Stepping into its Czech-cousin, you can tell where the extra asking price goes. The Karoq's cabin is almost exclusively made with premium soft-touch materials, easily besting anything else at this price point, and even above it! It's not for nothing we call it a mini-Kodiaq, really. Even the seats are better bolstered and wear more expensive-feeling leather upholstery. And while both cabins boast exacting fit, there's definitely less give to certain panels in the Karoq when you push against them. The two cabins actually feel like the inverse of each other in a way, with the Karoq getting a light lower cabin and dark headliner, with the T-Roc reversing that. As a result, the Karoq does feel more airy inside, helped no doubt by its panoramic sunroof that's a size larger than the T-Roc's.
That extra 48mm in wheelbase that the Karoq touts is just about evident in how much further the driver's seat seems to you when you're in the second row. It's not a huge difference, mind you, but it's likely to be very noticeable to anyone over 6ft tall. The seat backs in both these cars may feel a bit too upright, but the flatter seat on the Skoda sort of remedies that by offering a touch more under-thigh support. The extra wheelbase also shows itself in the 521-litre boot capacity on the Karoq, versus the T-Roc's 445-litre boot. Importantly, the Karoq's boot lip itself is lower, and Skoda's packed in plenty of little touches, like the bag hooks, velcro partitions to hold small knick knacks, removable torch light and such that'll make you go, “Ah! Simply Clever!â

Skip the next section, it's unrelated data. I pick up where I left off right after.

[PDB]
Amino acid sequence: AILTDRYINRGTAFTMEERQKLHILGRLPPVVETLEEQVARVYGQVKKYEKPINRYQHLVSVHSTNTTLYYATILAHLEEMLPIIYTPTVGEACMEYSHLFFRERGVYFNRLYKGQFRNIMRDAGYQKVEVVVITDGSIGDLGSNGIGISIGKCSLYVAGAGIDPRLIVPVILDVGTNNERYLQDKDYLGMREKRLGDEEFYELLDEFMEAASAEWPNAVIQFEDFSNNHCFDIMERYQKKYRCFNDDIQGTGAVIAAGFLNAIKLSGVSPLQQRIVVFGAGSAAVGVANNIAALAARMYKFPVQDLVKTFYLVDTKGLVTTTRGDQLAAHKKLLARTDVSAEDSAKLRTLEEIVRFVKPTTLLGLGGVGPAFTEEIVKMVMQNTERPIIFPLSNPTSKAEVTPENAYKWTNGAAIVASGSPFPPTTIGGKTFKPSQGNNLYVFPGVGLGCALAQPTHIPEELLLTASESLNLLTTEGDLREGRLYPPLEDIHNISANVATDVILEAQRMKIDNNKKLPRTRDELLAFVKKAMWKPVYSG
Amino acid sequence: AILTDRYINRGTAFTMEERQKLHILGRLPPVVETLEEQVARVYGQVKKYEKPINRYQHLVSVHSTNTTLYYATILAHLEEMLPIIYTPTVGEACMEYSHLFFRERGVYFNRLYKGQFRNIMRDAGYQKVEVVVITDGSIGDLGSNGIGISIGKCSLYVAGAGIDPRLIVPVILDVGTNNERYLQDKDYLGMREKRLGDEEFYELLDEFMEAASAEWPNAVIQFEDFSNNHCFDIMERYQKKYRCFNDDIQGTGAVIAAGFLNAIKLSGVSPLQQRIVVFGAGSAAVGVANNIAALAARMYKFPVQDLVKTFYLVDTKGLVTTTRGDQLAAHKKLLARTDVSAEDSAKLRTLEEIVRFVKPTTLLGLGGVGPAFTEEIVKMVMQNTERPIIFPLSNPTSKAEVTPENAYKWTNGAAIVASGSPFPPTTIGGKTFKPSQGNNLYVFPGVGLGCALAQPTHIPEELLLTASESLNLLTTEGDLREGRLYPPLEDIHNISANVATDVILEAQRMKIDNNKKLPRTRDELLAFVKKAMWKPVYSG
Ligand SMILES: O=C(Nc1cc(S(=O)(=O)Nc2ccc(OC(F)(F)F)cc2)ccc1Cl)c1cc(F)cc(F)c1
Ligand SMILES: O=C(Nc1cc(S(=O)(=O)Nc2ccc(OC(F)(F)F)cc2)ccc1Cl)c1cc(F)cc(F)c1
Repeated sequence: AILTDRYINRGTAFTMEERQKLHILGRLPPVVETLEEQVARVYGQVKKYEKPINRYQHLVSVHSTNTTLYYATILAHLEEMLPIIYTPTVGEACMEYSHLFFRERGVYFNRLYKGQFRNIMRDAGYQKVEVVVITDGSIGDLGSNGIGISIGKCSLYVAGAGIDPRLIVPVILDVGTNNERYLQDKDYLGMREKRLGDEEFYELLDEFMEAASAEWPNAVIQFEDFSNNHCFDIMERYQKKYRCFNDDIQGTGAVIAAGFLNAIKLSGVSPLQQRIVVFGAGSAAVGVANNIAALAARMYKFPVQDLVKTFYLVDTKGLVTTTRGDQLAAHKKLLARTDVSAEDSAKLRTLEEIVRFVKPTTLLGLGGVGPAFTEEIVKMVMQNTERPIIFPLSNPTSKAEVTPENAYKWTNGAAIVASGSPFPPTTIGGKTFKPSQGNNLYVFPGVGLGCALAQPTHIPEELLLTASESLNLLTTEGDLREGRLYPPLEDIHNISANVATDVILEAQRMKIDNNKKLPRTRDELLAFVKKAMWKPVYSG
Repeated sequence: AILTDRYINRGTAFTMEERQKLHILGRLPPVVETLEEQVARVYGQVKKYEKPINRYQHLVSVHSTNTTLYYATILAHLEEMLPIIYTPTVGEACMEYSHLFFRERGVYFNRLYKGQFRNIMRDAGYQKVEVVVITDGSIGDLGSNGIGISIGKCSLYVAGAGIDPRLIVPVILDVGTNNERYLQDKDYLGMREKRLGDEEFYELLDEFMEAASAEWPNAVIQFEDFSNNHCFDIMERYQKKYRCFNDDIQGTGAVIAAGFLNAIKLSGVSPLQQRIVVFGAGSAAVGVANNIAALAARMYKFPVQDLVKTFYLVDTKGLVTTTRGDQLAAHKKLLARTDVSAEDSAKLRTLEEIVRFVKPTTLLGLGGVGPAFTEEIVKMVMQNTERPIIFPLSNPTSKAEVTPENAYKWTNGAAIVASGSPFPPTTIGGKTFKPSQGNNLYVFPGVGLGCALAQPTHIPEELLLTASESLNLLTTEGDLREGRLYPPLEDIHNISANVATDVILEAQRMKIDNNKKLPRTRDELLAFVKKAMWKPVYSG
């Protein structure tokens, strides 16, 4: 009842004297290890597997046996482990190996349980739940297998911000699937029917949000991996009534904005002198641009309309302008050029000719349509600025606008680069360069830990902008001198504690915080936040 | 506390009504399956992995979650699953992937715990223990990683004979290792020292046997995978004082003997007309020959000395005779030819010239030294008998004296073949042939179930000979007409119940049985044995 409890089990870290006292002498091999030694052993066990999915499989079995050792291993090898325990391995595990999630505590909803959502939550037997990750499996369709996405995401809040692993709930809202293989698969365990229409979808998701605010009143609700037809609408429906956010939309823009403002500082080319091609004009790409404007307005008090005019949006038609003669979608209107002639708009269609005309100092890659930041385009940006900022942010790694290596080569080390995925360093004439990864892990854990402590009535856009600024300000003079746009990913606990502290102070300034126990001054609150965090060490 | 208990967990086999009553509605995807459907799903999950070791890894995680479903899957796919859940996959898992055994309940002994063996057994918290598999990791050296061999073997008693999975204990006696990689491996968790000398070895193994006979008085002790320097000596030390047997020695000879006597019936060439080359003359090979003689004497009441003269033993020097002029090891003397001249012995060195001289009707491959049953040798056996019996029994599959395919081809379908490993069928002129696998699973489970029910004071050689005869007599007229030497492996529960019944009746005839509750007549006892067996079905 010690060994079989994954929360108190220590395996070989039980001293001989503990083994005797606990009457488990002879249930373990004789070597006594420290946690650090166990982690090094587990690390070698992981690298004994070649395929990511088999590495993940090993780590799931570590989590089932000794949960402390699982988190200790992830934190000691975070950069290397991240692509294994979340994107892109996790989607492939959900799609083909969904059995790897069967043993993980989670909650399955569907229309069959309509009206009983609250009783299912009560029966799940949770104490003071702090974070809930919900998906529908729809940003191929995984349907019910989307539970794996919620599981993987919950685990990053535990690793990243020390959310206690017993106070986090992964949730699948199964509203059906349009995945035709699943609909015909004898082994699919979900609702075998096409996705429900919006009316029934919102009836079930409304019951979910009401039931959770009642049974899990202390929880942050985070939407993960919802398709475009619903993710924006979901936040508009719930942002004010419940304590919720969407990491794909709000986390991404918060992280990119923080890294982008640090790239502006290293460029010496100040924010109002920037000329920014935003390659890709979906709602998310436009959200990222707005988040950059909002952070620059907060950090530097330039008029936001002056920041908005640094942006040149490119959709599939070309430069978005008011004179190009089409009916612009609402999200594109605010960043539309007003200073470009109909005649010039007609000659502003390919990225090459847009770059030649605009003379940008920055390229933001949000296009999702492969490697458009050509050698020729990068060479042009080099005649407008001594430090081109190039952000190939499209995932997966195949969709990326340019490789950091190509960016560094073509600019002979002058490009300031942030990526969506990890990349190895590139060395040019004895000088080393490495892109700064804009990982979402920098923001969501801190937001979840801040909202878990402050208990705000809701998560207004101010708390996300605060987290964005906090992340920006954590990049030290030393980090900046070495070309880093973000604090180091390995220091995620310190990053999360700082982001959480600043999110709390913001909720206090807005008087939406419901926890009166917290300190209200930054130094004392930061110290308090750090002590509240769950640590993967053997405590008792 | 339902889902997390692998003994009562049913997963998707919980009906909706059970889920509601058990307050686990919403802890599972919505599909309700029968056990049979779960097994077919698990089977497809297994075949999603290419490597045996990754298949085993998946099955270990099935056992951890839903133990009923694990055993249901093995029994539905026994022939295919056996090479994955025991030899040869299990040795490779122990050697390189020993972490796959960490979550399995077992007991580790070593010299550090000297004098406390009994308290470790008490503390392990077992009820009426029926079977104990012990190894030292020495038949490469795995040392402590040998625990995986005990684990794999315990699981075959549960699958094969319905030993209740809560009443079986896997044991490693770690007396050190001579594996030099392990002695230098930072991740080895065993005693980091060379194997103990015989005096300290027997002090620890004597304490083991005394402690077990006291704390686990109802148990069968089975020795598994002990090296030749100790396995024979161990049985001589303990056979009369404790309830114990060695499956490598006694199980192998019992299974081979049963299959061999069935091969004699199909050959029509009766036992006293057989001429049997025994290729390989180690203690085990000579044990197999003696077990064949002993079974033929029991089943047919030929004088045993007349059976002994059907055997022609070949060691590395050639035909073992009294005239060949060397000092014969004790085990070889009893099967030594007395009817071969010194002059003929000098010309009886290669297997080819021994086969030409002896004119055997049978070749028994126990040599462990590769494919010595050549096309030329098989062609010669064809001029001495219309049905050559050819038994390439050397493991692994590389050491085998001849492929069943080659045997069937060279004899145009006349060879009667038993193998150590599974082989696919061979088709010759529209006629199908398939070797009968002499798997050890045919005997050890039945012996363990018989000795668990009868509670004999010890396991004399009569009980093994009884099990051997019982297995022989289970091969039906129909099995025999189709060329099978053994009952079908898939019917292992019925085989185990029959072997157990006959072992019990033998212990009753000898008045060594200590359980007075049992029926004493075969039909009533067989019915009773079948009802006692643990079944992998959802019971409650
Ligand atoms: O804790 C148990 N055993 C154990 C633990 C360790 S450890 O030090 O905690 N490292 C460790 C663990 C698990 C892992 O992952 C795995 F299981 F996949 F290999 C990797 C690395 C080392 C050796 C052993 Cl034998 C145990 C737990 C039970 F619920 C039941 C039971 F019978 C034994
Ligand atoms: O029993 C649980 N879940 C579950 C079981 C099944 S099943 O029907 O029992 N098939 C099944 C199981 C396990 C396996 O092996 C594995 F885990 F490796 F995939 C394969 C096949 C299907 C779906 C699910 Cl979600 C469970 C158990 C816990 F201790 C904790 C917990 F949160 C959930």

Comparing features, the biggest, most obvious difference is the powered driver's seat and cruise control on the Karoq, though the T-Roc adds in heated seats, which is somewhat pointless unless you stay up North. Both cars run different skins on their digital instrumentation and infotainment screens but follow largely similar menu systems, with similar audio quality too.